El Nino may, or may not, soak California

December 15, 2006

El Nino, the periodic warming of Pacific waters, puzzles meteorologists who said they don't know whether it will bring needed rain to Southern California.

The National Weather Service said it anticipates California could have a wetter winter because of El Nino. Southern California could get higher-than-average rainfall as early as January, the Los Angeles Times said Friday.

The key, weather forecasters said, is the buildup of warming waters in the Pacific Ocean.

"Things are actually evolving much as anticipated and hoped for," said Michael Halpert, lead forecaster for the agency's Climate Predication Center in Maryland. "The favorite and most likely occurrence is wetter than average, but we certainly have not ruled out an average or below average winter."

Michael Anderson, the acting California climatologist, said he has taken a wait-and-see attitude regarding El Nino's unpredictable effects in Southern California.

"I'm still watching, expectantly waiting," Anderson said. "I haven't quite seen the signature changes that you might expect by now."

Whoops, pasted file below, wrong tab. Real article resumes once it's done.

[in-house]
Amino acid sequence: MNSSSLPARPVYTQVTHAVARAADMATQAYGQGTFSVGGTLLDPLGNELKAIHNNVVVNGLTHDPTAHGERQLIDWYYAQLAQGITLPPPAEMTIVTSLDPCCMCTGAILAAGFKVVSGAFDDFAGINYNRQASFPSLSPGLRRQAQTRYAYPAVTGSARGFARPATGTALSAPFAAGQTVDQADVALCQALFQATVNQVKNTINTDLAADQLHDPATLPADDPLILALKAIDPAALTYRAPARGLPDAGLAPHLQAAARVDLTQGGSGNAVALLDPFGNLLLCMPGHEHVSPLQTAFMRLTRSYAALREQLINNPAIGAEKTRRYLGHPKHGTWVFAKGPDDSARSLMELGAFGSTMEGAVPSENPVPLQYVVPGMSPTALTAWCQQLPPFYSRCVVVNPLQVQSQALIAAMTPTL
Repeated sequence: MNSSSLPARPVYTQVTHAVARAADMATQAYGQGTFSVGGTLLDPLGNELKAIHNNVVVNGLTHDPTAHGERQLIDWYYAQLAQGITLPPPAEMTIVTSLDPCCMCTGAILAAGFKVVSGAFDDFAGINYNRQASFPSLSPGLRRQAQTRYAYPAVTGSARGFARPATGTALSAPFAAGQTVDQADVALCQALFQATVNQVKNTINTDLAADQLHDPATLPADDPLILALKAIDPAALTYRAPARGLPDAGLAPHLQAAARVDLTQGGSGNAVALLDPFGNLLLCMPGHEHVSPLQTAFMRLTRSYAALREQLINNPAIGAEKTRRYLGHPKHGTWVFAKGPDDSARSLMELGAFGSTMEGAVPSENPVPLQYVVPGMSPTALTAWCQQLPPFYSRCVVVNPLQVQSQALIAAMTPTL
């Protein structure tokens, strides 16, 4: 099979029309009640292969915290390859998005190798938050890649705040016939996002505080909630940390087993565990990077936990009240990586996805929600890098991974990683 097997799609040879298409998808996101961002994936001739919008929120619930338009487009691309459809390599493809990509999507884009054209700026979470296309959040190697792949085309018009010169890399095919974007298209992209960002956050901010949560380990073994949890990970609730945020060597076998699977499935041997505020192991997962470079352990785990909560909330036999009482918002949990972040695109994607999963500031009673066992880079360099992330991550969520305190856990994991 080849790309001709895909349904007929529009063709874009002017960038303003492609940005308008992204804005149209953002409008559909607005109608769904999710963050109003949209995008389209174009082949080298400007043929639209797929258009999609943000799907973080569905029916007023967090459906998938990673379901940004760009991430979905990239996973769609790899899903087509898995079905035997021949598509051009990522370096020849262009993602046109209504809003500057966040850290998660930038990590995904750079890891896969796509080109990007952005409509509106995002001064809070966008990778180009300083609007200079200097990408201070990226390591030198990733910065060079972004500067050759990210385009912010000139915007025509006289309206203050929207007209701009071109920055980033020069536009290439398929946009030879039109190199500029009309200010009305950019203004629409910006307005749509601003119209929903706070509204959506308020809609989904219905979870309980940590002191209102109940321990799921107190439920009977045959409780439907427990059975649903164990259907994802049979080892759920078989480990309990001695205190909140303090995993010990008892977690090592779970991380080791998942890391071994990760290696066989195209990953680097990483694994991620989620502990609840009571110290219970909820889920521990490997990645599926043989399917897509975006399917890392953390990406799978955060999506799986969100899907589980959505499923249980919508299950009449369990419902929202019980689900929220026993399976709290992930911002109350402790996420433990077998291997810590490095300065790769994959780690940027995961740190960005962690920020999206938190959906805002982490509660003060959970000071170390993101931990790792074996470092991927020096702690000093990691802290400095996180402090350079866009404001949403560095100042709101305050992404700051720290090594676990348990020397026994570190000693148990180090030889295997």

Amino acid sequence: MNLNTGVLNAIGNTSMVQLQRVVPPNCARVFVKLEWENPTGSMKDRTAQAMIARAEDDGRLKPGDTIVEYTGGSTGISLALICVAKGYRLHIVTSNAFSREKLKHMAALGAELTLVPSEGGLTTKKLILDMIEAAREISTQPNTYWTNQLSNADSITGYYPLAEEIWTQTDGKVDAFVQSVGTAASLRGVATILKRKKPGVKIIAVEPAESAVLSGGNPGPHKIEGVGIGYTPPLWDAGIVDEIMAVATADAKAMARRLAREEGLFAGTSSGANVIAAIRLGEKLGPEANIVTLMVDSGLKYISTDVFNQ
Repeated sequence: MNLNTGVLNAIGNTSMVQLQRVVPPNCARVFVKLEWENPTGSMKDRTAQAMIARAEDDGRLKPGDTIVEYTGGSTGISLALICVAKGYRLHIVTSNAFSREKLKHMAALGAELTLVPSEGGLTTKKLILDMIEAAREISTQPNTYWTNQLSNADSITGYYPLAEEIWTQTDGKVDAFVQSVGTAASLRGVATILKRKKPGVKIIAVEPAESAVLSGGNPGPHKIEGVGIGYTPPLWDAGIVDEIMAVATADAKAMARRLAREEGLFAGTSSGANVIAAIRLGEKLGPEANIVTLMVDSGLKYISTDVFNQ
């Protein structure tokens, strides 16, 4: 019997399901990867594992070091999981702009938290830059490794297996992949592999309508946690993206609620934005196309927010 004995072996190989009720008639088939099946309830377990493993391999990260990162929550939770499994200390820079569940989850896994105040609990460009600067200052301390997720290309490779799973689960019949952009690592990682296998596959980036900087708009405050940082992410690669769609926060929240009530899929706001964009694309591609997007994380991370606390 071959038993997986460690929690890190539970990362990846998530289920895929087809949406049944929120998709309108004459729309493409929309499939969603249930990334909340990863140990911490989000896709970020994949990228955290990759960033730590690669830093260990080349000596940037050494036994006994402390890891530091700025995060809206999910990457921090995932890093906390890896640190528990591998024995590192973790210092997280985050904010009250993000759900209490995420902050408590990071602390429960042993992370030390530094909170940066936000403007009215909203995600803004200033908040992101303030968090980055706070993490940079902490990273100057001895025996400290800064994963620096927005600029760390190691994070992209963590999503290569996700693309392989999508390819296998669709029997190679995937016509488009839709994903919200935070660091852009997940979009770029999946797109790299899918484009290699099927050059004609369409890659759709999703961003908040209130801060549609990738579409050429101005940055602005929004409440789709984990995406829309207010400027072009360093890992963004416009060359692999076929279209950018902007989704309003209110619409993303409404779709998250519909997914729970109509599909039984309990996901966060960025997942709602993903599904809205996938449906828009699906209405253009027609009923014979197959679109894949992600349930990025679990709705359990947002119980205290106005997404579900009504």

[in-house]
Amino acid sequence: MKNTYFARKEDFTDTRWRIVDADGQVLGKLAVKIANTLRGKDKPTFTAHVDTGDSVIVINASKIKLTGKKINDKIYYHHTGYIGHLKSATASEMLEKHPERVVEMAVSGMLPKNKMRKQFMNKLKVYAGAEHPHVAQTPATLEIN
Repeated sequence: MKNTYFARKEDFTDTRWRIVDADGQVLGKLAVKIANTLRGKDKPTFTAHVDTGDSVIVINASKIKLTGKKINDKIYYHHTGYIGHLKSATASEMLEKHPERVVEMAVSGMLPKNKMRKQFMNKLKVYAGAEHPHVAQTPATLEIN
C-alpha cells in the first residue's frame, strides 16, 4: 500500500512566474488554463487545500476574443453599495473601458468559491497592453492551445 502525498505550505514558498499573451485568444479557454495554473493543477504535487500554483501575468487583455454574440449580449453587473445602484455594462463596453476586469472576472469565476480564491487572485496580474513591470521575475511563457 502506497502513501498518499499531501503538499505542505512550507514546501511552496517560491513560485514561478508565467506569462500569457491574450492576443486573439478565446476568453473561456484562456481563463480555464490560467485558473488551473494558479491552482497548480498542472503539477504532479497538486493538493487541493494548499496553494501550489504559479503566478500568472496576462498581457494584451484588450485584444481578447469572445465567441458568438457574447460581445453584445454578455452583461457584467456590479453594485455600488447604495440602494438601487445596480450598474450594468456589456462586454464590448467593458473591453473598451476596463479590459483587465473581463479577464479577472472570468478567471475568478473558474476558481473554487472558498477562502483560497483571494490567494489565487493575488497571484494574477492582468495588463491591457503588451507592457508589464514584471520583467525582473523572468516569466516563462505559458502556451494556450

Copyright 2006 by United Press International

Explore further: Researchers find source of deadly 2015 Southeast Asia smoke cloud

Related Stories

Recommended for you

Researchers make coldest quantum gas of molecules

February 21, 2019

JILA researchers have made a long-lived, record-cold gas of molecules that follow the wave patterns of quantum mechanics instead of the strictly particle nature of ordinary classical physics. The creation of this gas boosts ...

Quantum dots can spit out clone-like photons

February 21, 2019

In the global quest to develop practical computing and communications devices based on the principles of quantum physics, one potentially useful component has proved elusive: a source of individual particles of light with ...

0 comments

Please sign in to add a comment. Registration is free, and takes less than a minute. Read more

Click here to reset your password.
Sign in to get notified via email when new comments are made.